Bank clients lose over P1 billion to cybercrime
MANILA, Philippines — Entrepreneur Neneronda Tan recently got the shock of her life when she found out that she had P1.74 million in credit card debt incurred from 14 transactions—none of which she authorized—all made deep in the night in less than two hours.
This was right after she lost her cell phone signal when she accepted a call from someone claiming to represent courier DHL, advising her of an upcoming delivery, according to a complaint dated Oct. 25, 2021, filed by Tan at the National Bureau of Investigation.
Sensing that something was amiss when her cell phone signal was not restored overnight, Tan reported the incident to her telecom provider the next morning and called her bank to suspend her credit card.
By the time she got through the bank’s hotline in the afternoon, it was then that she found out about the transactions made between 12:59 a.m. and 2:44 a.m. of Oct. 23. There were other transactions that failed because her credit limit had been breached.
Meanwhile, her telecom provider told her that on the day she lost her signal on Oct. 22, a female impostor had gone to one of its service centers and requested to suspend her cell phone line. When asked for valid IDs, the impostor presented a “Neneronda Tan” voter’s ID and TIN card that matched her personal information, although the photos in the IDs were of the impostor’s.
To date, the Tan family has yet to receive updates on how the hacking happened, or the course of action to take regarding the unauthorized credit card charges.
In January, Sen. Sherwin Gatchalian also reported that his credit card had been hacked and some P1 million worth of food purchases had been charged to his account.
Piling up losses
These are just the more known incidents and are part of a much bigger financial cybercrime picture.
The Bankers Association of the Philippines (BAP) estimated that more than P1 billion worth of hard-earned money has gone down the drain so far this year due to fraud, including unauthorized bank withdrawals and fund transfers, as cybercriminals more aggressively prowled the digital space as locked-down consumers shifted to digital channels.
The industry-wide loss was based on data gathered by the BAP from reports filed by fraud victims, said BAP cybersecurity committee vice chair Ramon Jocson, who is also executive vice president of Bank of the Philippine Islands.
“Some of the victims don’t even bother to report anymore,” Jocson said.
He also cited a study by Kaspersky estimating that one out of three internet users in the Philippines had been scammed, alongside a separate study by Cisco estimating that 57 percent of all small and medium enterprises (SMEs) had been hacked or penetrated by fraudsters.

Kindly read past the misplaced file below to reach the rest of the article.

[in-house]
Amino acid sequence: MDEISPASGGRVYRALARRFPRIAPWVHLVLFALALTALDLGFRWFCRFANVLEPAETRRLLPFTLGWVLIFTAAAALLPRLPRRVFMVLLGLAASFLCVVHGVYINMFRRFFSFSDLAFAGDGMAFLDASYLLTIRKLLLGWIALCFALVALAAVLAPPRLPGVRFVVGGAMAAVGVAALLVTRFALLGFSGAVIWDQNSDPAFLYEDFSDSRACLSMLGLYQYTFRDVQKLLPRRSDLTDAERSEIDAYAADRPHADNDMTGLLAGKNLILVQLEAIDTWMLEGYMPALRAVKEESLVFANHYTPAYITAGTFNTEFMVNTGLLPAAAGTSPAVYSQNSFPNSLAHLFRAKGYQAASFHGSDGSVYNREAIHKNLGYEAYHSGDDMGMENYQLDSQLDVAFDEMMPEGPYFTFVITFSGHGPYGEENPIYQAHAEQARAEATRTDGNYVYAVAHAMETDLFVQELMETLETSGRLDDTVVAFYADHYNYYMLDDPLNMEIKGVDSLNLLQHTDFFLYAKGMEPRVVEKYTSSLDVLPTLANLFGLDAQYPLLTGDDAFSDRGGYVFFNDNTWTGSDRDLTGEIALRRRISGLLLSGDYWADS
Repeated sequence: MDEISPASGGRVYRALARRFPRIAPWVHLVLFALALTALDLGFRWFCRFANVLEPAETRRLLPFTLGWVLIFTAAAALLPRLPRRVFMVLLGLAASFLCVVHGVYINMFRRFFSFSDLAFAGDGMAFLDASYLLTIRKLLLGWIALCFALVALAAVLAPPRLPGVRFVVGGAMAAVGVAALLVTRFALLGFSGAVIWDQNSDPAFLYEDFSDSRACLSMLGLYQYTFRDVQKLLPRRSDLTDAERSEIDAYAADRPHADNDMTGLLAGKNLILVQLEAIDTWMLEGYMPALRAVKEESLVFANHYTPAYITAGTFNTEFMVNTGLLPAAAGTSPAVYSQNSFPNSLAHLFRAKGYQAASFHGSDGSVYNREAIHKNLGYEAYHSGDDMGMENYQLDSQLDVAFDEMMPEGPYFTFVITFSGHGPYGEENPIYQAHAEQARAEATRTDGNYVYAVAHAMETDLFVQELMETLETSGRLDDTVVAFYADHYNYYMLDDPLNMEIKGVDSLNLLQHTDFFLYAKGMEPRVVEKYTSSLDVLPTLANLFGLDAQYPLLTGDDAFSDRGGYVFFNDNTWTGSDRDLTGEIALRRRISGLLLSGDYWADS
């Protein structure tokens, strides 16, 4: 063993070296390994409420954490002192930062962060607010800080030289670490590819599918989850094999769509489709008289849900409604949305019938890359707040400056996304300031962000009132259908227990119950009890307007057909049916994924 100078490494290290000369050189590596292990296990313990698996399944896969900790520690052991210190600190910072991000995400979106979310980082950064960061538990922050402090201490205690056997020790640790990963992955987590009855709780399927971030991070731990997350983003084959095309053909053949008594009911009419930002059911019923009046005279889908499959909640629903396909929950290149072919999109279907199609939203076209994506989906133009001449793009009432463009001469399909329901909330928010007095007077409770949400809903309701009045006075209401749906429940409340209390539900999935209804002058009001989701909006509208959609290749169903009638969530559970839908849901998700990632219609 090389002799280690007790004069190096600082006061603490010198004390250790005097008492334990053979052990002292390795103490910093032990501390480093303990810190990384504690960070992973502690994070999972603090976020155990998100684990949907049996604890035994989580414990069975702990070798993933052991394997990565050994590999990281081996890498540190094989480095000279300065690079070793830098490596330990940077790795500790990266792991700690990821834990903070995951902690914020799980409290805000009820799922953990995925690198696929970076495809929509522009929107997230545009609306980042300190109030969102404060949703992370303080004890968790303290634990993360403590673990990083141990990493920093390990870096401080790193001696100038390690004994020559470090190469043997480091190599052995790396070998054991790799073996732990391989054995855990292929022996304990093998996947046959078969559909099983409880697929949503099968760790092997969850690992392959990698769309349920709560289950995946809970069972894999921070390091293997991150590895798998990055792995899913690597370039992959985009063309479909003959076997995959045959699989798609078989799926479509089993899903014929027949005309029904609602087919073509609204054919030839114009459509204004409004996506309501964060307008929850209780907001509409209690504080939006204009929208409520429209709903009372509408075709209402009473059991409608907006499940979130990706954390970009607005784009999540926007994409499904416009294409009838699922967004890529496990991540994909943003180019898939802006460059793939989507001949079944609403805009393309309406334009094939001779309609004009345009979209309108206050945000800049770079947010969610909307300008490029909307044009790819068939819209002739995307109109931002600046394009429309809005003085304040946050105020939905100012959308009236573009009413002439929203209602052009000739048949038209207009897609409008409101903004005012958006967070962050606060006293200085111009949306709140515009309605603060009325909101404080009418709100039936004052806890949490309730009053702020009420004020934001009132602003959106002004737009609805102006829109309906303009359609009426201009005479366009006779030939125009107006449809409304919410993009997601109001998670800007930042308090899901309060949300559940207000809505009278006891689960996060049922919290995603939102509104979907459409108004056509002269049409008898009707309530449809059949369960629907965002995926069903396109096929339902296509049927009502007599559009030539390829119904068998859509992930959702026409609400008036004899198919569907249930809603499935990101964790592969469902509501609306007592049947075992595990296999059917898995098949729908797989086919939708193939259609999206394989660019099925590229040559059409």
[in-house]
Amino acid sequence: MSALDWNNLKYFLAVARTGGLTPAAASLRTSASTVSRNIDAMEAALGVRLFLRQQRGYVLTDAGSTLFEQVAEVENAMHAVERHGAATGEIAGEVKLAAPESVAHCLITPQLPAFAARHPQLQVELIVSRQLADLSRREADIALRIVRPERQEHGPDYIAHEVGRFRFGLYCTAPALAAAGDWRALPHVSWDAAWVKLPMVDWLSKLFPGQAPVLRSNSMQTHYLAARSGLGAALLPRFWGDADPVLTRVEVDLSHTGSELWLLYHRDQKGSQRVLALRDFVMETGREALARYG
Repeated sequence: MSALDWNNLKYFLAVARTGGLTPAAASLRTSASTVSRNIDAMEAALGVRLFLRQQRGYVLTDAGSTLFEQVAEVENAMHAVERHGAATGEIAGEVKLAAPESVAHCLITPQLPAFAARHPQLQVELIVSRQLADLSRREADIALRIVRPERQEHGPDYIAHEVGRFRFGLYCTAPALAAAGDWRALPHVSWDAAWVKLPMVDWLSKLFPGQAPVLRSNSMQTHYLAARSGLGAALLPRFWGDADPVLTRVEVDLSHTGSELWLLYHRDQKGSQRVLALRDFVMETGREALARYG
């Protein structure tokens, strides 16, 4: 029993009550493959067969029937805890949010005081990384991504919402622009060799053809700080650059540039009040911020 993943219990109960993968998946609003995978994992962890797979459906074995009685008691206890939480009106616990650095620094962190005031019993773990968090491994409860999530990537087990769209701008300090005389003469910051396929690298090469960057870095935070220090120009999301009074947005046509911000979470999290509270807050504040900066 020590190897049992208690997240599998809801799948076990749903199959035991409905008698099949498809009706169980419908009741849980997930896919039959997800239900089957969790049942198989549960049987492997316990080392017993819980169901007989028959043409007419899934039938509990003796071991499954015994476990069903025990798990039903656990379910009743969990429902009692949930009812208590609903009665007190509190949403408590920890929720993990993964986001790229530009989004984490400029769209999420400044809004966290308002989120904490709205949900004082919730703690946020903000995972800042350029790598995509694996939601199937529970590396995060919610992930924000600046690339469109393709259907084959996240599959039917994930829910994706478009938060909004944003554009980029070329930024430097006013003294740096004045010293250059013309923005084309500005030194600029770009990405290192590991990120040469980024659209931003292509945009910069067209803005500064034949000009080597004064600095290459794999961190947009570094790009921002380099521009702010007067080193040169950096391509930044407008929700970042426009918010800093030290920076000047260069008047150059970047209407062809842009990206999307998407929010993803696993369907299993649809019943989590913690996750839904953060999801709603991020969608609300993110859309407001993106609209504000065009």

In terms of volume, it said cybercrimes victimizing banks and clients have increased by as much as three times the prepandemic levels.
Asked who ended up paying for the losses—the bank or the client—Veloso said in a text message: “It depends on the finding of the bank and it’s (based on) discussions with the client.”
“This is one of BAP’s priority, to develop a commonly acceptable course of action, avoiding too many variables,” BAP executive director Benjamin Castillo replied in a separate text message.
The BAP signed on Wednesday a memorandum of understanding with the Kapisanan ng mga Brodkaster ng Pilipinas (KBP) to enlist local broadcasters in the war against cybercriminals.
“The signing of this memorandum of understanding signifies the alliance between various stakeholders in our goal to ensure every Filipino will have a safe banking experience. As we usher in the new normal, Filipinos have become more comfortable in conducting bank transactions online,” said BAP president Wick Veloso, who is also president of Philippine National Bank.
The BAP has also launched its “Anti-Scam Campaign,” a wide-ranging information drive undertaken with various partners to promote cybersecurity, cybersafety and awareness.
KBP agreed to help disseminate information on cybersecurity and data protection.
“We believe that this collaboration project will result in a more intensive consumer awareness and education as a strong first line of defense against cyberthreats,” added KBP chair Ruperto Nicdao Jr., who is also president of Manila Broadcasting Corp.
An MOU signing with the Department of Justice will also be held to train cybercrime enforcers and prosecutors in holding cybercriminals accountable for their actions.
The Bank Marketing Association of the Philippines will also be the official partner in unifying the execution of the antiscam campaign on social media by BAP member-banks.
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